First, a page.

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He has lost his wife. He is lonely. It is possible he doesn't need any assistance but misses his wife & you are his daughter. You are company. A facility is not always necessary just because someone is lonely & not enjoying living alone. Just because someone has a social circle doesn't mean they don't miss living with a beloved. He may do better if he were living with someone but not because he needs asst. but because he is bored or lonely. I don't know his age or health but I would think there might be women out there that could be a friend or a girlfriend to him & maybe even move in. It happens. Are there any senior recreation centers near you that have dances or concerts or anything beyond shooting pool. Take him to something like that, stay with him at the activity like his wife would have & see how he socializes. Of course I don't know how far he lives from you. But I would not be looking for a facility. I hate that people are put in those places too early or unnecessarily. I would start calling the local area near his home & ascertaining where senior activities or play/rec centers are for over 50 to meet each other. Could you go home with him to his home for a long enuf visit to introduce him to where these places are & attend along with him so he isn't attending solo at first & ingrain him into community life there. It will be hard at first but you might spark an interest somewhere for him. Just knowing he had friends there when he was married doesn't do much now since alot of those friendships may have disintegrated since the wife died. I know it goes that way sometimes. You just need to find him a life there. And visiting more often there may be better. I would find him a friend.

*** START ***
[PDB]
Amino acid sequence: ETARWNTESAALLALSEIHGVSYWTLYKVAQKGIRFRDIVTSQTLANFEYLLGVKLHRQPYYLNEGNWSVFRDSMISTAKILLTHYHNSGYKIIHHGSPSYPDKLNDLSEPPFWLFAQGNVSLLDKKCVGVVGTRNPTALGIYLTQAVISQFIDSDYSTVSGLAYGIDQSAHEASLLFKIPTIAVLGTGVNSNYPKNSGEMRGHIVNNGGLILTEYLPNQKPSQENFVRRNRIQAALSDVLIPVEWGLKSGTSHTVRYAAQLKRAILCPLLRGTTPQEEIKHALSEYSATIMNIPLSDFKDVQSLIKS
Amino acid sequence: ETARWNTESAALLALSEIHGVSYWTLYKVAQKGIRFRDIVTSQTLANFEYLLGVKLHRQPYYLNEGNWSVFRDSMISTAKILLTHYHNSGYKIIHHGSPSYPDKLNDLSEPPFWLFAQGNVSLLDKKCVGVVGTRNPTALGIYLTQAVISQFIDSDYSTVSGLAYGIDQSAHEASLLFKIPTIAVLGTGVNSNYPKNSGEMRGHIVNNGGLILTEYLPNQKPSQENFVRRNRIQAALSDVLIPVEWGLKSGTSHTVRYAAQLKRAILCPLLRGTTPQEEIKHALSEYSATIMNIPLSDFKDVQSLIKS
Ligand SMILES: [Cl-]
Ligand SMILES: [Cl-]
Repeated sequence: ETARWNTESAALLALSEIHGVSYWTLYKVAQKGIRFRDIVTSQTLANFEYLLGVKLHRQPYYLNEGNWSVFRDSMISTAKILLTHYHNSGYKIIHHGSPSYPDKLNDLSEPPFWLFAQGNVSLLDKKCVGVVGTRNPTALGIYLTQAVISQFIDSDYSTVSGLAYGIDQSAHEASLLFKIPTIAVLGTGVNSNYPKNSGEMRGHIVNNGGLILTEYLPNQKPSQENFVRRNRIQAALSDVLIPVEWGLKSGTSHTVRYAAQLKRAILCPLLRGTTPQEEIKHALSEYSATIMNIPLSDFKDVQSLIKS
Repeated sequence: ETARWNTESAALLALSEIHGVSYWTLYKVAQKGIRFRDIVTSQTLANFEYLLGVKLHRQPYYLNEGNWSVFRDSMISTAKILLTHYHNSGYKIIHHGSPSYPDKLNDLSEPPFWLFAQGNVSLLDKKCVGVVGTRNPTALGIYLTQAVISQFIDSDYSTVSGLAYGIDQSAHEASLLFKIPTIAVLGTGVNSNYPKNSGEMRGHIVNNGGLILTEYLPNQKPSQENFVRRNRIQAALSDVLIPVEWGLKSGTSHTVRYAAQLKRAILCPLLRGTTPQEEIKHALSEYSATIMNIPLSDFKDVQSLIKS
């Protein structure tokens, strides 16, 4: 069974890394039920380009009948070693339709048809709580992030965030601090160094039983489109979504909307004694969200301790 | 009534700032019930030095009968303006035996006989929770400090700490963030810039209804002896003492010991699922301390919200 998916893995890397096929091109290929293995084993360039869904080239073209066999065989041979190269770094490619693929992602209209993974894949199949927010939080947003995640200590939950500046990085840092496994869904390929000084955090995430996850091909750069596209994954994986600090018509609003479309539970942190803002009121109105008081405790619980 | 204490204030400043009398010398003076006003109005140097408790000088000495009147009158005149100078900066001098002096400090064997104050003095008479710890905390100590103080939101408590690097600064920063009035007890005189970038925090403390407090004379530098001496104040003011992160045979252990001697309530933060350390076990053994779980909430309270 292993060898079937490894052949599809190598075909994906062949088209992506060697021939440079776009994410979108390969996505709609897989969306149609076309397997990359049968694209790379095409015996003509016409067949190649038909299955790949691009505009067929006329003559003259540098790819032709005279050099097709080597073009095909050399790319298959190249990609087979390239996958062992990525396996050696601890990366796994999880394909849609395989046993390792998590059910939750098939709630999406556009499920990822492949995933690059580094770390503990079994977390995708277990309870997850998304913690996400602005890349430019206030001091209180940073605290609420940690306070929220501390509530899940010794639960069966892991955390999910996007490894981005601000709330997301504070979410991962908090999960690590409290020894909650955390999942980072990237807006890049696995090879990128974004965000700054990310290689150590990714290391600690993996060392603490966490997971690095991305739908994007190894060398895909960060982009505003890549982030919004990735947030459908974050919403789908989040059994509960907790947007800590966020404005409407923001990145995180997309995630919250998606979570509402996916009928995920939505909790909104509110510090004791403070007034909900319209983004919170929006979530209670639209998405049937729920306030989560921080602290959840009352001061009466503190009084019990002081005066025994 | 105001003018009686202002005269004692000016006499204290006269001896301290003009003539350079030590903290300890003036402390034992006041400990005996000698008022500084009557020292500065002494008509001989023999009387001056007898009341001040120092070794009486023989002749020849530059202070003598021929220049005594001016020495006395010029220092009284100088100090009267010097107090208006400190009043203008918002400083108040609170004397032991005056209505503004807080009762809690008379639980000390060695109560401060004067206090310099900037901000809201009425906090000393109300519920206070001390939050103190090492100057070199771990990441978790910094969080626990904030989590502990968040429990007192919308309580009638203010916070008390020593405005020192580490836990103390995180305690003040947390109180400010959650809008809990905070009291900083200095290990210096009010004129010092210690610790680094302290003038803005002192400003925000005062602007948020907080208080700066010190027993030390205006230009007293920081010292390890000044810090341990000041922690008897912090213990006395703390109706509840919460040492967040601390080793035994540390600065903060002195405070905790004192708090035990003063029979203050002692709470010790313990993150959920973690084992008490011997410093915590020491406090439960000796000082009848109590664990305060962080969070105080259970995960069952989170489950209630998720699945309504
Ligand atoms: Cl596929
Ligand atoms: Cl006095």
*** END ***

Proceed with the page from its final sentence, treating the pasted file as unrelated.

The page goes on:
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One thing I hear often advised to people who have had recent loss, is not to make major decisions during the grieving period. It has been very kind of you to take in your father. Giving your dad a move-back time is setting a boundary but i would do it at time when he starts talking about going back to his home. Since he has been with you all this time, he will really feel alone when he returns. Not sure how far his home is away from you, but is it possible to set up a weekly visit with him for a little while during this new adjustment period? Contact all the other people in his support system you mention and see if they are willing to help him ease back to his home. The more he is able to get involved in things at home, the more successful this transition will be.
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No, you are not out of line. On the contrary, if anything I would say you need to be a little clearer.

"Early June" is the kind of deadline which is prone to slippage. Better would be to start looking at options for your father to return to his familiar neighbourhood and create an actual, date-related timetable.

You will have given him six months' bereavement rehabilitation. That's plenty. For a further six months or so after that, continue to communicate with him regularly so that you can keep tabs on his progress as he settles back in at home, and form good links with his friends, neighbours, doctors and so on so that you have a network to call on for help in supporting him.

Listen: you are NOT being unkind or unreasonable. You have your own life; your father has his own life; this is a good thing for both of you. You're not deserting him, you haven't let him down - you're doing nothing wrong in wanting normality to return.
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Absolutely you are not out of line. I would send him out of the nest even sooner. People who do not get that nudge sooner will find a way to wait until later. Get your life back, ask him to leave and give him an actual date (i.e. April 15, 2014). That way there are no surprises, you both know the date, and he can make arrangements (plane, bus, etc.). He's afraid, but you have to help him by getting him back into his life without your mom.